Denying pressure tactics but flashing impatience, Secretary of State Madeleine Albright is holding potentially fateful talks with Israeli Prime Minister Benjamin Netanyahu on a U.S. formula for a West Bank withdrawal.

"Act before it is too late," she admonished Tuesday, insisting the entire Middle East peace process is in jeopardy.The centerpiece of the U.S. package, a pullback of Israeli troops from 13 percent of the territory, has already been rejected by Netanyahu as perilous to Israel's security because some Jewish settlements would be left isolated. Palestinian leader Yasser Arafat has accepted the U.S. proposal.

In a meeting with Netanyahu on Wednesday, Albright hoped to turn the Israeli leader around by devising with him a withdrawal plan that would allay his concerns, possibly by delaying the transfer of some of the territory to the Palestinian Authority,

"The leaders of the region have reached a crossroads," she declared in a speech Tuesday. "Decide before the peace process collapses."

Netanyahu had planned his trip to Washington to make Israel's case to members of Congress and to the American public in a series of speeches. But Albright canceled a trip to Germany with President Clinton to try to overcome the prime minister's objections. She allotted only one day.

If she succeeds, the peace conference Clinton had hoped to launch in Washington on Monday would be rescheduled and Israel and the Palestinian Authority would tackle far more difficult issues.

These include Palestinian aspirations for a state with its capital in a portion of Jerusalem, borders and refugees.

"We have gone the extra mile," Albright said with a tinge of exasperation in her speech at the National Press Club. Answering questions after her speech, Albright said she would not approach Netanyahu on a "take-it-or-leave-it basis."

"We are going to work with the prime minister," she said, indicating there may be a way to tinker with terms of the pullback.

But Albright also declared: "We are not going to water down our ideas."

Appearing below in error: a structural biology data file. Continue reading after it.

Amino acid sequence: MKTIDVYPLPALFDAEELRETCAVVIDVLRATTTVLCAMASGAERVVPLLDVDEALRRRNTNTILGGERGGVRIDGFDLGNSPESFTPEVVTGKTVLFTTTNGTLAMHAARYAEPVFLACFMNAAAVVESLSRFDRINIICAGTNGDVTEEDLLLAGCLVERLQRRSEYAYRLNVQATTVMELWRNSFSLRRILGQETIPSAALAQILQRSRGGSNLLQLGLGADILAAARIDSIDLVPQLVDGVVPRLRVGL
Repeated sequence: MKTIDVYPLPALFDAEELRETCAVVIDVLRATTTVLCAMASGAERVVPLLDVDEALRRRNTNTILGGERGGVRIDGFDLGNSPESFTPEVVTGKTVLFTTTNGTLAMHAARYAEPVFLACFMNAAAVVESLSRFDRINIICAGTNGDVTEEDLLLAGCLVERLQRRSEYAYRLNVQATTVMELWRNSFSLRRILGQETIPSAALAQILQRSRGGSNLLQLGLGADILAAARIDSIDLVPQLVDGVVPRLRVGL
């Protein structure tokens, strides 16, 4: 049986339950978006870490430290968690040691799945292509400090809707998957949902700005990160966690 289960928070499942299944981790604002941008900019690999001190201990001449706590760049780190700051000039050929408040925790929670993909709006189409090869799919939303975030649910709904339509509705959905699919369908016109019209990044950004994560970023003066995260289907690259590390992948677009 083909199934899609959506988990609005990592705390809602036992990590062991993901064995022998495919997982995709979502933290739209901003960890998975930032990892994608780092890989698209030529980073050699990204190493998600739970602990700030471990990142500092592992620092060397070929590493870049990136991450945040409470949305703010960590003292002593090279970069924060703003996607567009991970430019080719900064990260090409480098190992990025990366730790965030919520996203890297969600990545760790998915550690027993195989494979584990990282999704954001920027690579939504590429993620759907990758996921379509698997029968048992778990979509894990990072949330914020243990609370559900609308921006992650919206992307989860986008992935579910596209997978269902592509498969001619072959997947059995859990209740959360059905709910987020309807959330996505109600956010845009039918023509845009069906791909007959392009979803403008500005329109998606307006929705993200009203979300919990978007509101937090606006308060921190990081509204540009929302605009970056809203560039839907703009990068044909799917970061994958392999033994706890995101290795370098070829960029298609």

In Jerusalem, David Bar-Illan, a senior adviser to Netanyahu, told The Associated Press: "We welcome the secretary's assertion that the American ideas are not presented on a take-it-or-leave-it basis, but we can't treat ideas merely on whether or not the numbers seem balanced."

Albright said the Palestinians had made a concerted effort to counter terrorism, and "in the nature of partnership" Israel should be prepared to compromise.

She said she was hopeful Netanyahu would reverse himself and add the 13 percent of the West Bank to the 27 percent already under Palestinian control. "This is the only way" to end a 15-month impasse and launch talks on a permanent settlement, she said, trying to gain support for the Clinton administration in a tense showdown with Israel.

"In response primarily to Israeli requests, we allowed more time and then more time and then more time for our suggestions to be studied, considered and discussed," Albright said in signaling U.S. patience had run thin.

She then held separate, closed briefings for members of the House and Senate. House Speaker Newt Gingrich and several other leading Republicans have accused the administration of unfairly pressuring Israel.

Gingrich said later that Albright was "giving the Palestinians a false sense of how much they can get out of the Israelis."

"I think it's wrong for the American secretary of state to become the agent for the Palestinians," Gingrich said. "Our job should be to get the two of them (Netanyahu and Arafat) to a table where they find an agreement, not to have us pressuring the Israelis to make an agreement."